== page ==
Digital and conference revenues key to B2B's future
Over the past four years, many B2B magazines have tried to go "Web-only" with only a few making the transition successfully. ABM's Managing Profits research offers a blueprint for a more successful reinvention of a B2B brand.
ABM's survey covered three main revenue streams (Print, Web and Events). I would have broken out data and business information services separately, but this information in and of itself is extremely helpful on its own merits. After reviewing the inital findings with Michael Alterio, Research and Content Director for ABM, I was able to put together a comparison of the different revenue streams surveyed. With his help, I made some adjustments on the raw data to remove outliers and identify some key performance indicators (KPI's):
per User (ARPU)
*Conferences and trade shows were rolled up into one "events" line item. So, the growth rate for both conferences and trade shows are listed at 9.8% (the number provided for "events"), but CEIR forecasts just 2.2% growth for trade shows. This implies that conferences are growing far more quickly than trade shows, perhaps even rivaling digital's growth rate.
This backs up what we know anectodotally from the business blogs out there. A digital and conference business pairing is complementary. One need only look at the valuation of some of the large blogs out there to see how the marketplace values this combination of revenue streams.
($200 million if you believe rumors
that CNN will buy them)
|Business Insider||$45 million|
We may scoff at these valuations as being highly inflated, but if you have ever tried to buy a digital company, you know that the valuations get a bit crazy.
The fast pace of content creation for blogs helps a B2B brand identify the hot, engaging topics that will lead to strong conference attendance. By using analytics packages (both Web and email), it is possible to identify the individuals interested in those topics and the geographic concentration of those people. So, picking a location with affordable air travel becomes easier because you know where people are traveling from. Heather Martin, VP of Events for Fierce Markets, wrote about their segmentation tactics in this blog post, saying, "From day one, we took our expertise in email newsletters and online publishing – open rates, click-through rates, etc. – and applied it to event marketing."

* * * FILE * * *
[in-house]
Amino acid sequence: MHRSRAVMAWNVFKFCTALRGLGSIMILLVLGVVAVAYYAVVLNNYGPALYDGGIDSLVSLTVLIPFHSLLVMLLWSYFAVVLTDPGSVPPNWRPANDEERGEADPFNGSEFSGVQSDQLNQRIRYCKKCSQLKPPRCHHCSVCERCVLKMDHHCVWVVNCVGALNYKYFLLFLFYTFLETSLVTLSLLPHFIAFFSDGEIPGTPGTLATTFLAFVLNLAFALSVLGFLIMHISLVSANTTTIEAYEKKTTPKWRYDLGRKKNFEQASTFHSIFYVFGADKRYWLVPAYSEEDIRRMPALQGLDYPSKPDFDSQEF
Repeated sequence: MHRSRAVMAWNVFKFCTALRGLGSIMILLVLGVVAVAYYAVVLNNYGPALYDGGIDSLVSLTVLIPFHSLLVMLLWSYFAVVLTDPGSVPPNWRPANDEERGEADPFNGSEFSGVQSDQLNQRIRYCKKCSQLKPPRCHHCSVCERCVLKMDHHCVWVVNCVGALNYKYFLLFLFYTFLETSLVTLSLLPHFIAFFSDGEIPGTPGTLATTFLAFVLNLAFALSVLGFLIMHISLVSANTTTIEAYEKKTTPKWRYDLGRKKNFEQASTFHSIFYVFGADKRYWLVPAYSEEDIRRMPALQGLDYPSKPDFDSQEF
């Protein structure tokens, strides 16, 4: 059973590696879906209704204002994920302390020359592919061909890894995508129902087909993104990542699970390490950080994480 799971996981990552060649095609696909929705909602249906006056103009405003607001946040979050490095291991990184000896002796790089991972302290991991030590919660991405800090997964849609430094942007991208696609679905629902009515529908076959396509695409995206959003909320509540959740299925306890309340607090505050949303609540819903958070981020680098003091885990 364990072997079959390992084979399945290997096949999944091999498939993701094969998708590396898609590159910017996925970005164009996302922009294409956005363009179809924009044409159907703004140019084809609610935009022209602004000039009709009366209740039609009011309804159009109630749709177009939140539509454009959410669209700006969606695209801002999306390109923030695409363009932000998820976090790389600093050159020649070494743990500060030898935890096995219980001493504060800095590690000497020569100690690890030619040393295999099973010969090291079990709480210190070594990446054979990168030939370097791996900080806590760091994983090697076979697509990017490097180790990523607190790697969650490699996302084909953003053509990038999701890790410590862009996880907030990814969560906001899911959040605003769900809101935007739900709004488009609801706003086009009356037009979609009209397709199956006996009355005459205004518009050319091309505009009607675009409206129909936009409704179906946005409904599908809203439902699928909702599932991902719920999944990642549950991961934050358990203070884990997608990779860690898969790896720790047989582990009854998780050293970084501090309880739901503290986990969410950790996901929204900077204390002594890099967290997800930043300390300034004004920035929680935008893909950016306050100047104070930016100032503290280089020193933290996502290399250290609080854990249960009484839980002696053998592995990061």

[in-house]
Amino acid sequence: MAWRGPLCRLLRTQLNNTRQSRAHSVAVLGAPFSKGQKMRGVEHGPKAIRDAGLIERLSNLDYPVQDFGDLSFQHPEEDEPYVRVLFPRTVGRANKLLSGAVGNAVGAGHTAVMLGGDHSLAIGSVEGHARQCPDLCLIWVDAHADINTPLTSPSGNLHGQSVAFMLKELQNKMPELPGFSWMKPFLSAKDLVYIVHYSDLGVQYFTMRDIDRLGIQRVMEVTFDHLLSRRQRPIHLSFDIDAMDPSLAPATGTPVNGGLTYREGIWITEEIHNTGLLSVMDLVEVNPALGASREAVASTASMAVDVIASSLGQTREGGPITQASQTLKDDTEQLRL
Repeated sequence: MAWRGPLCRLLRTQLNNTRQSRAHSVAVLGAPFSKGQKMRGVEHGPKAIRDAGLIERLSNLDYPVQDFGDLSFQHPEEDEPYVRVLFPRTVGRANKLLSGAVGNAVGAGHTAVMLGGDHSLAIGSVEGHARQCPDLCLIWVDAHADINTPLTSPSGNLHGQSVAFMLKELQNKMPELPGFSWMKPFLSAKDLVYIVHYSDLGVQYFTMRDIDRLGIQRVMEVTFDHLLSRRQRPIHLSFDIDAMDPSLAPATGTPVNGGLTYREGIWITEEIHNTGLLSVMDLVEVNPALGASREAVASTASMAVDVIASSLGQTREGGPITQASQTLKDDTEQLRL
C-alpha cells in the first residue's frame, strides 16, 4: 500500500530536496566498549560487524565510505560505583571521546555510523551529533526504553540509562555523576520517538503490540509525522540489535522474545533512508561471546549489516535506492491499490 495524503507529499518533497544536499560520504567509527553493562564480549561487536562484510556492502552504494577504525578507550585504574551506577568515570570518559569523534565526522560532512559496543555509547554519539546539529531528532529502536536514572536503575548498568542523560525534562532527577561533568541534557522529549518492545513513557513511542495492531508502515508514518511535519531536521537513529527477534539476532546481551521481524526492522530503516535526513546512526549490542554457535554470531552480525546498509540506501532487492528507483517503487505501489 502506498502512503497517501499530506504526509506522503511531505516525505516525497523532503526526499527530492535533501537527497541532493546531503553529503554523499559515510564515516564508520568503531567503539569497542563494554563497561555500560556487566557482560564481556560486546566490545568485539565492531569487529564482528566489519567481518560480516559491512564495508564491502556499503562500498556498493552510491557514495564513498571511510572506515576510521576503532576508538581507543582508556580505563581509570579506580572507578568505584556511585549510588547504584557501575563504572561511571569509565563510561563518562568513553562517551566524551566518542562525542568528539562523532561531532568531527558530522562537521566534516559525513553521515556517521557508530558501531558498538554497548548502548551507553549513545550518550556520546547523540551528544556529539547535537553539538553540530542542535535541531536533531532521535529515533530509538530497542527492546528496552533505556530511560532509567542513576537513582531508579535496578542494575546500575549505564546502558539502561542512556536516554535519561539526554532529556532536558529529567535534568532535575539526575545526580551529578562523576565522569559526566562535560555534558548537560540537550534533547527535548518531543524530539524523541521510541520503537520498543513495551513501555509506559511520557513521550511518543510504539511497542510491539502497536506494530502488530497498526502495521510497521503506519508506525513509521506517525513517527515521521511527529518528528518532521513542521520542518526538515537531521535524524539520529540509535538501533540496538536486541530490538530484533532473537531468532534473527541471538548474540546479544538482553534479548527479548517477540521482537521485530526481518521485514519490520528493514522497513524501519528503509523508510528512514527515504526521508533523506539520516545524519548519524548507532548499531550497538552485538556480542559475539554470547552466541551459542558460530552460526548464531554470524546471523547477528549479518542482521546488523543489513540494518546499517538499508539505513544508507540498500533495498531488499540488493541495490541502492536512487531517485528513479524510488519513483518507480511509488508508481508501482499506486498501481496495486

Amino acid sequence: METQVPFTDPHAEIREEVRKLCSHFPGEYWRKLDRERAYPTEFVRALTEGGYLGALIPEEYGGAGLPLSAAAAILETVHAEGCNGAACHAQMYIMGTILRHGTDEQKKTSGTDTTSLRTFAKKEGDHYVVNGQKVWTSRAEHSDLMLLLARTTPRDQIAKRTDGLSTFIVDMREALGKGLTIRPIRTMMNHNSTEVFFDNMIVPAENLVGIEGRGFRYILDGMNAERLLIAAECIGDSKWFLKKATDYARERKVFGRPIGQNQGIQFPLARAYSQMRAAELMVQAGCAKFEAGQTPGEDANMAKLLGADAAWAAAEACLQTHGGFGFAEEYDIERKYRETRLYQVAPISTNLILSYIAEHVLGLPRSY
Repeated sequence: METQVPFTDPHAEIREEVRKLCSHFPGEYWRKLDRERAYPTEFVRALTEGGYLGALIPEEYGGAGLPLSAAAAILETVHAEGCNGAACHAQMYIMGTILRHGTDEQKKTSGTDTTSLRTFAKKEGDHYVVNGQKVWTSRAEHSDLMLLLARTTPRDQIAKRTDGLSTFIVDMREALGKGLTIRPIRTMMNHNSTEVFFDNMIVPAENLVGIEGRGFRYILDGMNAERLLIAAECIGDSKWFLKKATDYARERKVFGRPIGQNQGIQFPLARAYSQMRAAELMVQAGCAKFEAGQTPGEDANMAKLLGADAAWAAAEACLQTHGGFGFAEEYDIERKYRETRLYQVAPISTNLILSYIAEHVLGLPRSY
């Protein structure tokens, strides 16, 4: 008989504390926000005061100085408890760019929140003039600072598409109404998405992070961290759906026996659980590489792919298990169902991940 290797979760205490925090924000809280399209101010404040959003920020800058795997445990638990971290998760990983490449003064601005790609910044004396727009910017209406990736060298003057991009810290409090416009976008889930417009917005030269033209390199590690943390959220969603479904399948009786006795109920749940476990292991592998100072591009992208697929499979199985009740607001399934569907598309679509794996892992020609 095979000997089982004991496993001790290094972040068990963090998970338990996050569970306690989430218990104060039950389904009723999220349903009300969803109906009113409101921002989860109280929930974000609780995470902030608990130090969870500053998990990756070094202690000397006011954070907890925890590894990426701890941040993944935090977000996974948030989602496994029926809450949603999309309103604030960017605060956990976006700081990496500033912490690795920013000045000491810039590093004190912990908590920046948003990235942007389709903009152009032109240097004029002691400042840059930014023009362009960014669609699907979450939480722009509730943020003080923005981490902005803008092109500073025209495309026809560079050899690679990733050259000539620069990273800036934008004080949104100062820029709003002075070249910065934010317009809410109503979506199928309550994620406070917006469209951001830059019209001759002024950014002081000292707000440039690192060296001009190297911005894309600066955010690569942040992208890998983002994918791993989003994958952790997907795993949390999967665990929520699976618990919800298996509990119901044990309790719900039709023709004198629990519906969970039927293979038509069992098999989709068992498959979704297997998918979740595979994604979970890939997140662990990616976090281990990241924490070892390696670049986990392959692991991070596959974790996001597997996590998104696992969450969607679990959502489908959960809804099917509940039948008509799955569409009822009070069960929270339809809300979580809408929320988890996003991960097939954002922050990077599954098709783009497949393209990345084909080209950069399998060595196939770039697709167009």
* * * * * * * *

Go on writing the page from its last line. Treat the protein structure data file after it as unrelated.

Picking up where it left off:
Conferences take less time to plan, allow for more timely content, are less risky than trade shows, and connect a community in a way that sponsors and attendees both love. The brand resonance from the event becomes a halo for the Website, making it more likely that marketers will advertise and readers will buy research, reports, briefs, lists, etc.
The conference model is just as dependent upon email marketing as Webinars or white papers, but list fatigue is far less of an issue. You are promoting your own event instead of advertorial Webinars. You are promoting them to an audience that you know is interested, and you are reinforcing the value of your brand rather than diminishing it (by promoting substandard advertorial content).
Finally, one word of advice, recognize that a conference can be an incredibly unique and brand-building experience. Look for a venue that will give you the type of environment you want to create and be known for. The Hilton in New York is convenient and might be the right choice, but there are so many other places that might be a better and more interesting fit. If you're interested in pursuing a digital/conference business, check out these resources: